- 3 - 3500 mAH Li-Ion cells (with tabs pre-installed) - $27.60
- 1 - protection circuit (PCB-LiS3A4) - $6.05
- 1 - 2.1 x 5.5mm 'Type M' barrel plug - $3.50
- red & black wire
- electrical tape
The finished pack fits easily into a KX2.
A few hints
- Order the cells with tabs attached. You'll cut off the free or excess part of all but two of the tabs, leaving the fixed portion as a solder point. It's much easier to solder to the tab material than to the battery terminals themselves.
- Orient the three cells with the polarity alternating from one cell to the next, as shown.
- Now rotate them in such a manner so that the existing tabs can be used to electrically connect the cells shown in white circles. Temporarily tape them together before soldering in order to stabilize them. Now solder the tabs indicated - you'll probably need a soldering gun rather than a soldering iron for this.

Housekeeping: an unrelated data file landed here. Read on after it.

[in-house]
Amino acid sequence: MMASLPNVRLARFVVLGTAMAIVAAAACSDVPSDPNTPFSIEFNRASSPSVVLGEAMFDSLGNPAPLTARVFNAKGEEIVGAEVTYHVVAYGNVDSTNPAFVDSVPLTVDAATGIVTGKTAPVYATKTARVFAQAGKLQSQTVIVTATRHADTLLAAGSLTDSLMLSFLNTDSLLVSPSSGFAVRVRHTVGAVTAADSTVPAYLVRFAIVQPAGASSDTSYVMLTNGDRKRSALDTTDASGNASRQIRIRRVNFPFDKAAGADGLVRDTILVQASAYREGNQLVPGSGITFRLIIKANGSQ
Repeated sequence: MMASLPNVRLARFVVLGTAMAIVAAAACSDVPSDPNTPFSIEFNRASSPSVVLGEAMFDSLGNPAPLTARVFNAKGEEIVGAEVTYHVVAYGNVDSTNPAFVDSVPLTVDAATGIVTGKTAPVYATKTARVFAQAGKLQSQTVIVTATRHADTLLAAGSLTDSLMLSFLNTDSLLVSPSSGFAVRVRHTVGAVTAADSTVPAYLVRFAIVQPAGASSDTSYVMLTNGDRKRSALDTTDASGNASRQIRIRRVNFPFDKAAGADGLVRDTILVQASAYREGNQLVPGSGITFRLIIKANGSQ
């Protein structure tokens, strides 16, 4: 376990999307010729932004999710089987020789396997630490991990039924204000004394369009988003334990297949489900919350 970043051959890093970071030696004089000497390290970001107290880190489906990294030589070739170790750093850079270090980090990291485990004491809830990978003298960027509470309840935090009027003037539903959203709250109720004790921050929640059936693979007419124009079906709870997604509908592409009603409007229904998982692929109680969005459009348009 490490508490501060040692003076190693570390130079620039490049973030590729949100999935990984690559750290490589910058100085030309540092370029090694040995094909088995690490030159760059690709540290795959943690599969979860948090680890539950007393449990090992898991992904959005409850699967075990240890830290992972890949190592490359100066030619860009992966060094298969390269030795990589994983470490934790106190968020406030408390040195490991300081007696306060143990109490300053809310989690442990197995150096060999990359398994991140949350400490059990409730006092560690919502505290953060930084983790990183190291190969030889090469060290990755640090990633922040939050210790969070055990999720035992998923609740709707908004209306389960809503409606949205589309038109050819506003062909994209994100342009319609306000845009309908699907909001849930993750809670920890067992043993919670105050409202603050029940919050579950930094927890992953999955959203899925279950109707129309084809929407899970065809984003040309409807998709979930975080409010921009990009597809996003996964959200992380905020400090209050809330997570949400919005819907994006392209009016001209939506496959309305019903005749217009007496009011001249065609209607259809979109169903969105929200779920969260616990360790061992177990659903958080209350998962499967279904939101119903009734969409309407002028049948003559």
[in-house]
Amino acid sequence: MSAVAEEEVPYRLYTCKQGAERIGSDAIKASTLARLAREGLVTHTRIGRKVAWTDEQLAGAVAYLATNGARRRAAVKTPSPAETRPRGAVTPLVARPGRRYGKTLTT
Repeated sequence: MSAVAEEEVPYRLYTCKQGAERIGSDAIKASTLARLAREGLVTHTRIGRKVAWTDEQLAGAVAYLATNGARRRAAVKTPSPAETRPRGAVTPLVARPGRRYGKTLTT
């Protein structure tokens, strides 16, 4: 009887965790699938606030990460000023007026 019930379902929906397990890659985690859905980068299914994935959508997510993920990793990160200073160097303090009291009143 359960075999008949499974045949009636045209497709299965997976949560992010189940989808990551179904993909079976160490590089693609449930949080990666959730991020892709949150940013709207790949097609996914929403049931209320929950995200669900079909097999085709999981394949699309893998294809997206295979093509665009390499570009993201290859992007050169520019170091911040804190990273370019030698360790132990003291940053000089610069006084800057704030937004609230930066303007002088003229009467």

- You can now carefully remove the tape so that the protection circuit will fit as close to the batteries as possible.
- Set the battery aside and solder (with an iron now!) a short wire to each of the four pads on the protection circuit. The cut and fit the length of these wires to reach their assigned place on the battery pack.
- Solder a pair of wire (red & black) to the positive and negative ends of the battery pack and terminate these wires with a "Type M" DC connector to fit the KX2.
- Wrap everything in a layer of electrical tape. I put strips of tape over each end of the battery pack and the circuit board, then wrapped a layer of tape over everything.
Here is the resulting discharge curve at two different rates of discharge. The test shows a capacity of 2700mAH when discharged at 500mA. Charged at a lower rate, the pack would show a higher capacity and its capacity may well be 3500mAH after a few more charge/discharge cycles.
(In a future post I'll be comparing other 18650 cell options for internal KX2 batteries. The graphs will compare each battery to the others as well as to their own advertised capacity).